Clustering of characteristics associated with unplanned pregnancies: The generation R study

Clair A. Enthoven, Hanan El Marroun, M. Elisabeth Koopman-Verhoeff, Wilma Jansen, Mijke P. Lambregtse-van den Berg, Frouke Sondeijker, Manon H.J. Hillegers, Hilmar H. Bijma, Pauline W. Jansen*

*Corresponding author for this work

Research output: Contribution to journalArticleAcademicpeer-review

4 Citations (Scopus)
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Abstract

Background: Unplanned or unintended pregnancies form a major public health concern because they are associated with unfavorable birth outcomes as well as social adversity, stress and depression among parents-to-be. Several risk factors for unplanned pregnancies in women have previously been identified, but studies usually take a unidimensional approach by focusing on only one or few factors, disregarding the possibility that predictors might cluster. Furthermore, data on predictors in men are largely overlooked. The purpose of this study is to determine predictors of unplanned versus planned pregnancy, to determine predictors of ambivalent feelings regarding pregnancy, and to investigate how characteristics of men and women with an unplanned pregnancy cluster together. Methods: This study was embedded in Generation R, a multiethnic population-based prospective cohort from fetal life onwards. Pregnancy intention was reported by 7702 women and 5367 partners. Information on demographic, mental, physical, social, and sexual characteristics was obtained. Logistic regression, multinomial regression and cluster analyses were performed to determine characteristics that were associated with an unplanned pregnancy, with ambivalent feelings regarding the unplanned pregnancy and the co-occurrence of characteristics in women and men with unplanned pregnancy. Results: Twenty nine percent of the pregnancies were unplanned. Logistic regression analyses showed that 42 of 44 studied predictors were significantly associated with unplanned pregnancy. The most important predictors were young age, migration background, lower educational level, lower household income, financial difficulties, being single, lower cognitive ability, drug use prior to pregnancy, having multiple sexual partners in the year prior to the pregnancy, younger age of first sexual contact and a history of abortion. Multinomial regression analyses showed that a Turkish or Moroccan background, Islamic religion, little financial opportunities, being married, having ≥3 children, high educational level, more mental health and social problems and older age of first sexual contact were associated with prolonged ambivalent feelings regarding pregnancy. Different combinations of characteristics were observed in the four clusters of women and men with unplanned pregnancy. Conclusions: Many predictors are related with unplanned pregnancies, ambivalent feelings toward the pregnancy, and we identified very heterogeneous groups of women and men with unplanned pregnancies. This calls for heterogeneous measures to prevent unplanned pregnancies.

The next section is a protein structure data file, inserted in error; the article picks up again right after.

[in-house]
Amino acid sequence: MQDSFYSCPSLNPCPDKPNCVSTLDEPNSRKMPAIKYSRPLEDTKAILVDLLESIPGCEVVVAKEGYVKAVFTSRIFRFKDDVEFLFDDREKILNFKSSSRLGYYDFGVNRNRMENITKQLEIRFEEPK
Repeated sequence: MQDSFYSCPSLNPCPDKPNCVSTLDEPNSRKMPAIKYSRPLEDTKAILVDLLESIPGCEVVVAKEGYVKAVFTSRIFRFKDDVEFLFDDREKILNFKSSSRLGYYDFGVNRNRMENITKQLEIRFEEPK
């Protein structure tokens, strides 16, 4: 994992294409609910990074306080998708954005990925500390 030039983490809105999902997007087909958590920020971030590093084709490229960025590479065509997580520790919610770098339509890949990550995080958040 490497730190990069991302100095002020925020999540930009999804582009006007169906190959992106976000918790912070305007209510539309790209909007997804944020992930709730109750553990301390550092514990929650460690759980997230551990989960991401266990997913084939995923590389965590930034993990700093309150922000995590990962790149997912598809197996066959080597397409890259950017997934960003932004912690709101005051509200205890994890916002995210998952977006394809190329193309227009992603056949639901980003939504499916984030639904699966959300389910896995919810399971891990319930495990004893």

Original languageEnglish
Article number1957
JournalBMC Public Health
Volume22
Issue number1
DOIs
Publication statusPublished - 24 Oct 2022

Bibliographical note

Funding Information:
The general design of the Generation R Study is made possible by financial support from the Erasmus Medical Center and the Erasmus University Rotterdam, the Netherlands Organization for Health Research and Development (ZonMW), the Netherlands Organisation for Scientific Research (NWO), the Ministry of Health, Welfare and Sport and the Ministry of Youth and Families. The current study was made possible by a grant from the Netherlands Organization for Health Research and Development (ZonMw Unintended Pregnancy Research Program, grant number 554002008 to PWJ). HM was supported by Stichting Volksbond Rotterdam, NWO Aspasia grant (No. 015.016.056), Brain and Behavior Research Foundation: NARSAD Young Investigator Grant, (Award Number: 27853); and European Union’s Horizon 2020 research and innovation programme (grant agreement No.733206 LifeCycle). HB was supported by a grant from the Netherlands Organization for Health Research and Development (ZonMw Unintended Pregnancy Research Program, grant number 554001014). FS was supported by the same ZonMw Program, grant number 554002002. The funders had no role in the design and conduct of the study or the writing of the report.

Publisher Copyright: © 2022, The Author(s).

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